January 20, 2008: The main rebel group
in the Niger Delta, MEND, has offered a ceasefire, if their leader, Henry Okah,
was released from prison. Okah was arrested last year in Angola, where he had
gone to buy weapons for MEND. Okah was arrested on gunrunning charges and is
still imprisoned in Angola. MEND is the most visible rebel group, but not the
only one. There are over a dozen groups, most of them based on one (of many)
clans of the Ijaw tribe (which predominates in the oil producing areas.) These "rebels"
engage in many criminal activities (stealing oil from pipeline being the most
lucrative one), and attack oil facilities. Recently, this included a fire on an
oil tanker (which appears to be an accident that MEND simply took credit for,
claiming having agents on the ship) and an attack on a supply boat going to an
offshore oil platform. All this is having an impact. Over the last two years,
these attacks halted 20 percent of daily oil shipments (about half a million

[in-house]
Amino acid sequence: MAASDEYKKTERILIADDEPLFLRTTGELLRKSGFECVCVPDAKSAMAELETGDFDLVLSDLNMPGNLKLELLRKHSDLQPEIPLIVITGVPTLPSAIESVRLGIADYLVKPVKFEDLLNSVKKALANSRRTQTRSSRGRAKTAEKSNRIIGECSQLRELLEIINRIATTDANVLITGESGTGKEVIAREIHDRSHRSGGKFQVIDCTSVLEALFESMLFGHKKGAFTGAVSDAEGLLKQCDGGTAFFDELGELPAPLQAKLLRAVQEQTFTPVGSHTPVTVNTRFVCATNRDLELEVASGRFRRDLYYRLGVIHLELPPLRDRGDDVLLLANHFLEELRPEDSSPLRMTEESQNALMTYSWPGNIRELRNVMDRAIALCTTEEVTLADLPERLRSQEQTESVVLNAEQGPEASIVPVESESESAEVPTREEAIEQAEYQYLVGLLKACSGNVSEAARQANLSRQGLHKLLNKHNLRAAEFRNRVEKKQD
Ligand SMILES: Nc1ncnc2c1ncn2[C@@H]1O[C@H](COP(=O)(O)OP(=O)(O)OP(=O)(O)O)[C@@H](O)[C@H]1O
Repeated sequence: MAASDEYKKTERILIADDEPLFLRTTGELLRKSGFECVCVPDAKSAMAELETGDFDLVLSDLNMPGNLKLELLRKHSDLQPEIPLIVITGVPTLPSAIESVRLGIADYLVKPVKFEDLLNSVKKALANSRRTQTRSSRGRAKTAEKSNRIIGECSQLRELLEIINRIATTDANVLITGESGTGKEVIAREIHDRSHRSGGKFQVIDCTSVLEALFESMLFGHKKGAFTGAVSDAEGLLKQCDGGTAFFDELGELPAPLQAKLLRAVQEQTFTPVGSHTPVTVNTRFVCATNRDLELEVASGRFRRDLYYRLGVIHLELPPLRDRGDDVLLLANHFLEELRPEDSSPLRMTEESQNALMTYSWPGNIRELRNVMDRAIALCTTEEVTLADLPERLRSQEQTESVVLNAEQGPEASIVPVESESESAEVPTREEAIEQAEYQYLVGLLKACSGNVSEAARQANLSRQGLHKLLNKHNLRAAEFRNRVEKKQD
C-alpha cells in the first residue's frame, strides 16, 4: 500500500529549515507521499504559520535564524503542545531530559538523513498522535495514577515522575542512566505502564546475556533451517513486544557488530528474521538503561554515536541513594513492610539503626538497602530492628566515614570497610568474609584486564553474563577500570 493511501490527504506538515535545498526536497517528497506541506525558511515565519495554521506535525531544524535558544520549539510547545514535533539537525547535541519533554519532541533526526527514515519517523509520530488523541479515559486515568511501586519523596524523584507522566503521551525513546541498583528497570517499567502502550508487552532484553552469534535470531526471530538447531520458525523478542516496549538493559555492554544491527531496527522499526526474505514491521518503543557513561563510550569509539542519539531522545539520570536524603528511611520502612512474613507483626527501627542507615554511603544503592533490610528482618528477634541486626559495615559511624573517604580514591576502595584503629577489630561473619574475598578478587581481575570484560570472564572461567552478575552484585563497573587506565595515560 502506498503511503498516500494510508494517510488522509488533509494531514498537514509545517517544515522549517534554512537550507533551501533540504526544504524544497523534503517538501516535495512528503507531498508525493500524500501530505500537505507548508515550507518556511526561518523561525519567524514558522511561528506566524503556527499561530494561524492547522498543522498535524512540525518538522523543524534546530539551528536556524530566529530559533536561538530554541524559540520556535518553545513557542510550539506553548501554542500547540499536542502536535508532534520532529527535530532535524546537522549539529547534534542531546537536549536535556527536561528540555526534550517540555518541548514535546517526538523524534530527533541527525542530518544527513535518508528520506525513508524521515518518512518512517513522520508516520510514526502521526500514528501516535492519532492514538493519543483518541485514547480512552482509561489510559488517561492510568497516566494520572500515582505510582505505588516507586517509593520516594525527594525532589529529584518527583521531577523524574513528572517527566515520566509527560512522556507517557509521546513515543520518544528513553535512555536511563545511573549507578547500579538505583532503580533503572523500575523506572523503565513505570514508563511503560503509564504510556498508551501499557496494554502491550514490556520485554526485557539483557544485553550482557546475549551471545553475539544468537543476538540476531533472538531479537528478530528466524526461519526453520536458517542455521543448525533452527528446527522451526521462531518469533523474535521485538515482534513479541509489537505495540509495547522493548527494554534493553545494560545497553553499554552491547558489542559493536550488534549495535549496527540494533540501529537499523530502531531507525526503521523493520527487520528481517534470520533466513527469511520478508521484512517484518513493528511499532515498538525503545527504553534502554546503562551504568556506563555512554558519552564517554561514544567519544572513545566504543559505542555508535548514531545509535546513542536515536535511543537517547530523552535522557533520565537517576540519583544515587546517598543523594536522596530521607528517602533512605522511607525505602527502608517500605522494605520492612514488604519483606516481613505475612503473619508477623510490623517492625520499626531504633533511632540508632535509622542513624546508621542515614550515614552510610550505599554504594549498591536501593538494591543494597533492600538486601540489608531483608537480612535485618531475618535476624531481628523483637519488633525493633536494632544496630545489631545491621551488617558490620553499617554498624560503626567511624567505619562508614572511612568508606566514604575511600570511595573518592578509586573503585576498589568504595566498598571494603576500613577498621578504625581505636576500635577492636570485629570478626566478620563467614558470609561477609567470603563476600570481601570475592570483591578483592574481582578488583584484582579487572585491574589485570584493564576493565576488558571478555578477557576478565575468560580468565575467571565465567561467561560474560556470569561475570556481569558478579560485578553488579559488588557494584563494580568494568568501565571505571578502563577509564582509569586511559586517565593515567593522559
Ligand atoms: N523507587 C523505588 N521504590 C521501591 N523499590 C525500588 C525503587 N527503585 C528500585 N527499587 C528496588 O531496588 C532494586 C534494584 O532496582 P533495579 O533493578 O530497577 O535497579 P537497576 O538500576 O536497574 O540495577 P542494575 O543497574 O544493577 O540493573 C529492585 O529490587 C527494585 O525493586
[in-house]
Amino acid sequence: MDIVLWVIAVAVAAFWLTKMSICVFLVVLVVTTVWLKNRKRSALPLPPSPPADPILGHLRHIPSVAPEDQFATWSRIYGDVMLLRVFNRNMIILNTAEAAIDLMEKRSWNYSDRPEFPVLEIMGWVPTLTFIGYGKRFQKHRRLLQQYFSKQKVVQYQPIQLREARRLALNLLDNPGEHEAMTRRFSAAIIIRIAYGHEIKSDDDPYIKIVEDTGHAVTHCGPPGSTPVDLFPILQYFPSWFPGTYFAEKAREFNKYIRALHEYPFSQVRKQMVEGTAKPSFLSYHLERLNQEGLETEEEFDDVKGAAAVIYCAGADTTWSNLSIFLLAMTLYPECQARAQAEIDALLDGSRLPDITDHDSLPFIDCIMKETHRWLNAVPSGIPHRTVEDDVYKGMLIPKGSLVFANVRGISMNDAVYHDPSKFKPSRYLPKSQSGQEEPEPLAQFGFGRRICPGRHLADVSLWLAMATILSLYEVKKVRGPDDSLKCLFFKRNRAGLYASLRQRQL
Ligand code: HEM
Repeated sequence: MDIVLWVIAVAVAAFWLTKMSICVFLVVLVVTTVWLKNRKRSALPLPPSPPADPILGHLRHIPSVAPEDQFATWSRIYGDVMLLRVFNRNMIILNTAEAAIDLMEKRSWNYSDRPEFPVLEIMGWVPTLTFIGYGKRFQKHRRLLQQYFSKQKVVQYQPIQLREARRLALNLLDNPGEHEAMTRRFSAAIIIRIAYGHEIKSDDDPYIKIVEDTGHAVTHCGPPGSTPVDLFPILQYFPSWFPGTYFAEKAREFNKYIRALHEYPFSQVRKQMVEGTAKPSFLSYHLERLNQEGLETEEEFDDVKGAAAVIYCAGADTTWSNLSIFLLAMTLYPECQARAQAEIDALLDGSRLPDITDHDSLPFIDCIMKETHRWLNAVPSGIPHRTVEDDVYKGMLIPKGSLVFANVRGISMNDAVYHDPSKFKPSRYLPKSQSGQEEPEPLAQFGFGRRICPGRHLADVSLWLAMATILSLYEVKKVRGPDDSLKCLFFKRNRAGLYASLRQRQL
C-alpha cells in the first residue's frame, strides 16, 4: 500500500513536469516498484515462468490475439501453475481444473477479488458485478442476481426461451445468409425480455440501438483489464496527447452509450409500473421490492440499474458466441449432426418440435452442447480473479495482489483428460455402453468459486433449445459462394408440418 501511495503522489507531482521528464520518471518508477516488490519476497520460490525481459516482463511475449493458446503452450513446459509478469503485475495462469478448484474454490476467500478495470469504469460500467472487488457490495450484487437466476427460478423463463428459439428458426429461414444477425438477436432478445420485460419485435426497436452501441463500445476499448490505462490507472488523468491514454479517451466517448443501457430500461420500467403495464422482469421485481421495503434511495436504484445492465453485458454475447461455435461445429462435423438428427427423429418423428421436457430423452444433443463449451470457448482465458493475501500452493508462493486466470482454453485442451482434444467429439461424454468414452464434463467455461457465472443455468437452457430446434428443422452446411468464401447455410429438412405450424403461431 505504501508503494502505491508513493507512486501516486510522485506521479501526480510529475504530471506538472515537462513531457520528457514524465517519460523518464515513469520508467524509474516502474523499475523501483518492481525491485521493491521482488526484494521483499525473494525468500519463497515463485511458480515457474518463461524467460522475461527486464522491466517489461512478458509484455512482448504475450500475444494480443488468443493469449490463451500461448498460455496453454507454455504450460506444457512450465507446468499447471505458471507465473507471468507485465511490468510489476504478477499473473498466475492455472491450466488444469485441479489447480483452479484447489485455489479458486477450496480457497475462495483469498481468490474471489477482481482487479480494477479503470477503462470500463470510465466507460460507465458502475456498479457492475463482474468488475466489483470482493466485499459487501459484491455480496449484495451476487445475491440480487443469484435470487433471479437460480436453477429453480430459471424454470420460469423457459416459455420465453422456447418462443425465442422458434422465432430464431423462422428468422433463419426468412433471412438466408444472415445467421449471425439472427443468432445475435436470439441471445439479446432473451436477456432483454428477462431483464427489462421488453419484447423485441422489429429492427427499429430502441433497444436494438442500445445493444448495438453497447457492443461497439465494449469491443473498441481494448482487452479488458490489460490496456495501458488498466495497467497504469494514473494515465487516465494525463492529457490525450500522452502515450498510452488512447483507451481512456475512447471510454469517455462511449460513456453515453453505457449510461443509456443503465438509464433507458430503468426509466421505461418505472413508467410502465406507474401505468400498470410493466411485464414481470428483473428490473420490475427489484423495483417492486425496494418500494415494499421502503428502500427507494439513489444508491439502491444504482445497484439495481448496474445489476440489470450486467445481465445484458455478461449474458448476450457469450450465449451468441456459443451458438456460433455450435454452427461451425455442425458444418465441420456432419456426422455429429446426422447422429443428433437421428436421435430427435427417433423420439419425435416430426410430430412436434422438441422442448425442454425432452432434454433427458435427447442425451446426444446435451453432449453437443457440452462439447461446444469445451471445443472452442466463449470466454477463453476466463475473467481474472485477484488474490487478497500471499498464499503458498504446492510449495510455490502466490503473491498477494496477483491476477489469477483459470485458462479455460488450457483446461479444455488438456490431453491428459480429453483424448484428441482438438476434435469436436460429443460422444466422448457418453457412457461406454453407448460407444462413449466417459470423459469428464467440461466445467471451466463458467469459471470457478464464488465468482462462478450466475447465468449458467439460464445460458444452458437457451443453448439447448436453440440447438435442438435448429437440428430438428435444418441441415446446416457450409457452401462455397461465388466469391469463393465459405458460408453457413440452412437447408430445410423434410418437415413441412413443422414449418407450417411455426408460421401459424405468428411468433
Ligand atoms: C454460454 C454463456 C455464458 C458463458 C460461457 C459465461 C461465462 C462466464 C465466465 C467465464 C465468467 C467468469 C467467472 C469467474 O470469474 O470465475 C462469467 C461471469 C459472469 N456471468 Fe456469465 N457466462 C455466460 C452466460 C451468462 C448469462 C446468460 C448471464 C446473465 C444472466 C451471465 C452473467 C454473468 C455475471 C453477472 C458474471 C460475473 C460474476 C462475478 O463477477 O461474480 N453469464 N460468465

barrels per day). So far this year, another
100,000 barrels a day has been halted, and an increasing number of foreign
suppliers have either raised their prices, or refused to do business in Nigeria
until the violence is reduced. For example, Nigeria was second only to Somalia
in pirate attacks last year.
But MEND threatens to use new weapons.
There has been one crude roadside bomb attack this year (which wounded two and
damaged a vehicle). The local state government is not intimidated, and has
refused to comply with any rebel demands, and will only agree to a ceasefire if
the rebels disarm. The rebels would only do this if the government paid them
enough money. In effect, the government would buy the rebels weapons, and would
have to pay much more than market value. The government believes that many of
the rebels would go right back to lawless behavior. The ceasefire deal is
basically MEND demanding a bribe to quiet down for a while.
Meanwhile, a tribal war has broken out
on the Cameroon border, with tribes on either side of the frontier battling
over land ownership. The fighting is taking place in a very remote area (no
roads, for example), and information is spotty.